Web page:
Name of Assigned Judge Frederick Kapala Sitting Judge if Other or Magistrate Judge than Assigned Judge
This case is dismissed on initial review pursuant to 28 U.S.C. § 1915A for failure to state a claim upon which relief may be granted. The plaintiff is warned that if a prisoner has had a total of three federal cases or appeals dismissed as frivolous, malicious, or failing to state a claim, he may not file suit in federal court without prepaying the filing fee unless he is in imminent danger of serious physical injury. 28 U.S.C. § 1915(g). Plaintiff's motion to reconsider the denial of his renewed motion for appointment of counsel (Dkt. No. 14), and any other pending motions are denied as moot. This is one of the plaintiff's three allotted dismissals under 28 U.S.C. § 1915(g). The Clerk is requested to enter a Rule 58 Judgment in favor of the defendants against the plaintiff. Plaintiff shall take nothing. The case is terminated.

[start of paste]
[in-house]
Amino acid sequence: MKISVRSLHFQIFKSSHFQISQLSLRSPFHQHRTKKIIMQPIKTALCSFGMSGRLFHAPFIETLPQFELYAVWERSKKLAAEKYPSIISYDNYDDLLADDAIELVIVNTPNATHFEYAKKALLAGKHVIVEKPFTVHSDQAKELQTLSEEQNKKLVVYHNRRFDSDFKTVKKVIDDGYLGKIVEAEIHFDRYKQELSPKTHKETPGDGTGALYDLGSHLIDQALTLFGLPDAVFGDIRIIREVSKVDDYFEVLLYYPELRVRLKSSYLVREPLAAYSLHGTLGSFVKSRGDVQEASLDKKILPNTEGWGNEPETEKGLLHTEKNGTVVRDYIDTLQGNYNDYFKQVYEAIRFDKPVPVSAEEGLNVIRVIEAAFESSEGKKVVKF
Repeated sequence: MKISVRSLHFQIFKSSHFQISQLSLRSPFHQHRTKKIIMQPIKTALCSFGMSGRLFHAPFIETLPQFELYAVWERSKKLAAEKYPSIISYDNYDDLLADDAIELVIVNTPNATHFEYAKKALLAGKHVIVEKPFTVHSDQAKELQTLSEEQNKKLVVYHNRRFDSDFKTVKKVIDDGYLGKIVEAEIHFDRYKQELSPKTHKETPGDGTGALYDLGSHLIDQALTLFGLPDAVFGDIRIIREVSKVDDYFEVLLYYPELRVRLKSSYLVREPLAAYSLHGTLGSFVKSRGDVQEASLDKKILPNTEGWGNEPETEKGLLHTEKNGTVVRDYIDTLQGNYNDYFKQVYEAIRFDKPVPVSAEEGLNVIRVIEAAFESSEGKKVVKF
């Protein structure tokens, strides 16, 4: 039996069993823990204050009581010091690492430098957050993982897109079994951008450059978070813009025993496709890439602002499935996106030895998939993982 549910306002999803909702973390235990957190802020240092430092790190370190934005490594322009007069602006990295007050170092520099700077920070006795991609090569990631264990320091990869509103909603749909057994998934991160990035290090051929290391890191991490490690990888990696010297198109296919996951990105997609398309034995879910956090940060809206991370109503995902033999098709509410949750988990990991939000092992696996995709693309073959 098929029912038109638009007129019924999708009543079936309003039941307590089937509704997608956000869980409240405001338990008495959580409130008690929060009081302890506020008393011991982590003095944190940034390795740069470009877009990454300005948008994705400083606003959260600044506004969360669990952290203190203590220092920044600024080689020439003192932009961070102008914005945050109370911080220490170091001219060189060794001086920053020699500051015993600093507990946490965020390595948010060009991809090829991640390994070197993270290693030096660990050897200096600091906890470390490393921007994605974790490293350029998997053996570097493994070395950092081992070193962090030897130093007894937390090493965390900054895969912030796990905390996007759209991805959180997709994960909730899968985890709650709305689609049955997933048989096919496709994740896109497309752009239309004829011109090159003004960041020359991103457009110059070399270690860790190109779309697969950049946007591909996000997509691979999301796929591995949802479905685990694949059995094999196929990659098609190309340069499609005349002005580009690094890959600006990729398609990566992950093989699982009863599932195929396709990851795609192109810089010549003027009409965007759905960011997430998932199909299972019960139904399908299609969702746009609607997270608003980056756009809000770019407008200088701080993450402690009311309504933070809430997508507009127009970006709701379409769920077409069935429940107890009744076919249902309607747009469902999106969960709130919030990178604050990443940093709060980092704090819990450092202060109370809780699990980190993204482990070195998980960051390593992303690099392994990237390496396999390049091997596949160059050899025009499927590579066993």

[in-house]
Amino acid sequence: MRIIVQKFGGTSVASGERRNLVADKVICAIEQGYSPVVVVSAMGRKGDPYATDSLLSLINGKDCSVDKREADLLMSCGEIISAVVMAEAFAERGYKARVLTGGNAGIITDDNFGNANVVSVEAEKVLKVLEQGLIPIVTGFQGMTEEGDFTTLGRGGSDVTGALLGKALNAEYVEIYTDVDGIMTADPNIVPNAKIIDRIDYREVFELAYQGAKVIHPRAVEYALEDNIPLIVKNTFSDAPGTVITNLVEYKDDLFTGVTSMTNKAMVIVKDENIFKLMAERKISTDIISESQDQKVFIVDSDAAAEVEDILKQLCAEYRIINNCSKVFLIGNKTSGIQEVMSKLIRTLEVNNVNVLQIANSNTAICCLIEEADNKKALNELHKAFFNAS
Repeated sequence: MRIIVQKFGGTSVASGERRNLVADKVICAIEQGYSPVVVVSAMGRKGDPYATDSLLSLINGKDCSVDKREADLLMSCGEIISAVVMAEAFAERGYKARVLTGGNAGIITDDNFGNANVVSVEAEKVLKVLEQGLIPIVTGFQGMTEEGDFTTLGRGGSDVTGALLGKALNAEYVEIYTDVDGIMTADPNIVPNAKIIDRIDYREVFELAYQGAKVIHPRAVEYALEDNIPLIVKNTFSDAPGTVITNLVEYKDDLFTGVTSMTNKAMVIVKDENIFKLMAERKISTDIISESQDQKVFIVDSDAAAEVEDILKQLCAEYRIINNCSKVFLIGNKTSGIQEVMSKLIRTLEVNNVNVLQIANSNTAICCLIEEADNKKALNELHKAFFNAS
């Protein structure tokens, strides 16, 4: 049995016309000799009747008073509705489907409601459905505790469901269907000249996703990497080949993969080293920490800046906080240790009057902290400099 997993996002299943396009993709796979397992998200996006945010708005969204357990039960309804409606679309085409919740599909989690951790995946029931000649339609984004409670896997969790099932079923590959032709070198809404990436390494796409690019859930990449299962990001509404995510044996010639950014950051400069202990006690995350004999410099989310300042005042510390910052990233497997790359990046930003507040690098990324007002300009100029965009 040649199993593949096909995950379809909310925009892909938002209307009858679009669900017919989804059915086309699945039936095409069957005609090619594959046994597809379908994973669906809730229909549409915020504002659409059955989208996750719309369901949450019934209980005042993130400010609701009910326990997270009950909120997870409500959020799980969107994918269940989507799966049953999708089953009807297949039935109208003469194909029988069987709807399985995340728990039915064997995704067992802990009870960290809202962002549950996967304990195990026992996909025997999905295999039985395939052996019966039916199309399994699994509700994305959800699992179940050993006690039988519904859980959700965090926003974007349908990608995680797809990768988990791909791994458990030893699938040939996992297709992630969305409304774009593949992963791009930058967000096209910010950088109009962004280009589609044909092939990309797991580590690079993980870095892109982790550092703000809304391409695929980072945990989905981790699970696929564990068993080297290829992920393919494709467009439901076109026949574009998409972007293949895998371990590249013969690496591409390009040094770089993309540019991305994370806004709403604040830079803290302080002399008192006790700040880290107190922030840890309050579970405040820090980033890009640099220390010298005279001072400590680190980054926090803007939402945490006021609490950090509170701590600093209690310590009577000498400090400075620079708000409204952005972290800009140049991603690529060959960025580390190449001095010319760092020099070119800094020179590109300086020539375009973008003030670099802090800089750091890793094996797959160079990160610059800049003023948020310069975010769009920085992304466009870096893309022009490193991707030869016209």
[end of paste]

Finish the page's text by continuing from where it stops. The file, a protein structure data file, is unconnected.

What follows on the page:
O[ For further details see text below.] Docketing to mail notices.
Pro se plaintiff Byron Edward Adams has brought a proposed amended civil rights complaint pursuant to 42 U.S.C. § 1983 against Lee County Jail correctional officer Dave Jenssen. Plaintiff was previously granted leave to proceed in forma pauperis, but his first two proposed complaint were dismissed for failing to comply with the requirements of George v. Smith, 507 F.3d 605 (7th Cir. 2007). (Dkt. Nos. 5, 11). Plaintiff's present proposed complaint complies with George because it only brings claims against defendant Dave Janssen and drops his unrelated claims against unrelated defendants brought in the prior unacceptable complaints.